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  • "Their labour doth returne rich golden gaine":Fishmongers' Pageants and the Fisherman's Labor in Early Modern London
  • Laurie Ellinghausen (bio)

Audiences for early modern English plays inhabited an island kingdom. Therefore the drama's preoccupation with the sea comes as no surprise. Maritime settings abound in comedy, tragedy, history, and romance. Even the most ostensibly land-bound genres, such as city comedy, incorporate the ocean in ways that signal its importance to the nation's identity and, more specifically, its economy.1 Indeed, A. F. Falconer speculates that the period's most famous playwright, Shakespeare, spent time at sea himself—so diverse and plentiful are the maritime references in Shakespeare's canon.2

The ocean also figures prominently in the London Lord Mayors' shows, civic pageants staged to commend one citizen's ascendancy to the City's highest office. Oceanic images typically play an allegorical or a [End Page 134] mythological role in these productions. The shows regularly incorporate "ship of state" metaphors into visions of civic governance.3 Neptune makes occasional appearances to convey his mightiness, only then to submit to the new mayor's superior virtues.4 Pageants sometimes call for the mayor to arrive by barge, a custom that recruits the Thames into the shows' penchant for waterworks.5 Such imaginative features serve the general purpose of providing counsel for the incoming mayor and inspiring him to cultivate the qualities needed to see the City through the perilous waters of inevitable change. The successful mayor, these productions suggest, will distinguish himself as an upright, judicious, and knowledgeable captain of his proverbial ship and its charges.6

The Lord Mayors' shows represent the mayor's leadership as critical to the capital's—and by extension the nation's—social, economic, and political health. But London's livery companies—those ancient institutions that commissioned the shows and, indeed, conferred the prestige of urban citizenship in the first place—also viewed themselves as critical to those ends. Scholars have characterized the Lord Mayors' shows as promoting "unity" among various civic interests.7 However, these perspectives tend to leave underexplored the reality of competition among London's industries and, by extension, the ways in which guilds' specific interests registered in the pageants they commissioned.8 This paper complicates the unity aesthetic by analyzing representations of English fishing in pageants commissioned by the Fishmongers' Company. I will home in on the three early modern shows surviving in print9—Thomas Nelson's The Device of the Pageant: Set forth by the Worshipfull Companie of the Fishmongers (1590), Anthony Munday's Chrysanaleia: The Golden Fishing: Or, Honour of Fishmongers (1616), and Elkanah Settle's The Triumphs of London (1700)—to analyze how one company used the civic pageant to argue for its industry's continued relevance in an economy increasingly dependent on the long-distance trade of luxury goods, goods different in value and kind from those yielded by the humble fishermen who supplied the Company. I argue that these productions affirm fishing, and sea labor in general, in a way that anticipates the maritime foundation of the British Empire and argues for the Fishmongers' importance within that economic scheme. I will suggest further that the London guilds, although sometimes viewed as fossilized in nostalgia,10 in fact were highly responsive to change [End Page 135] and, more specifically, attuned to the representational possibilities of the pageant for imagining a specific industry's role in a prosperous national future.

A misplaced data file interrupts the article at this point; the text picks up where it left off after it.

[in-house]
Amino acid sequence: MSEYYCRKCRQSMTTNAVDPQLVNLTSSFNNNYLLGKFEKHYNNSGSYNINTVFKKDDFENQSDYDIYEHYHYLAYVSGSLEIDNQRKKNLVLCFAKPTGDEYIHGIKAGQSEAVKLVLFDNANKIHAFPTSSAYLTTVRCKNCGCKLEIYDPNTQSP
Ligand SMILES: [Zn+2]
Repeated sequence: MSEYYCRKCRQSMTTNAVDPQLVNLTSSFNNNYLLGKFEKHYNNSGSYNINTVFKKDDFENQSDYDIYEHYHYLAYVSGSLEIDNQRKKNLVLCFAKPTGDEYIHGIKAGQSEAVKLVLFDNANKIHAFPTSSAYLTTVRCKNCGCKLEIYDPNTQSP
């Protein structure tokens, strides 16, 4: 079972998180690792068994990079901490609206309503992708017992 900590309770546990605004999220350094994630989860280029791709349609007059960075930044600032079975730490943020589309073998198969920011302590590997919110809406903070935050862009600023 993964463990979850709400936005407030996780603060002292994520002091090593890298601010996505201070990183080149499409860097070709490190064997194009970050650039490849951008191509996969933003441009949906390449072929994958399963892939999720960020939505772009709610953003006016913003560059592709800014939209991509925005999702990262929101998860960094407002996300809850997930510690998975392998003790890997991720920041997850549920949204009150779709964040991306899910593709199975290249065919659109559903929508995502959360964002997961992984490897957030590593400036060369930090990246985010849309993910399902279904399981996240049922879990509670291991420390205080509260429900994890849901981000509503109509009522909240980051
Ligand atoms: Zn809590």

The Fishmongers' wealth and position derived in part from their ability—or, more precisely, the ability of the fishermen with whom they worked—to extract fish from the surrounding waters. Significantly, the English fisherman's skill in sailing and navigation would one day become central to the success of the British Empire, a project that David Armitage characterizes as "Protestant, commercial, maritime and free."11 Armitage roots these four interrelated ideals in the sixteenth and seventeenth centuries, when figures such as John Dee, Richard Hakluyt, and Thomas Mun began to conceive of the oceans as highways for the kinds of large-scale trade and colonization that would ensure Britain's prosperity for centuries to come. Over the course of the seventeenth and eighteenth...


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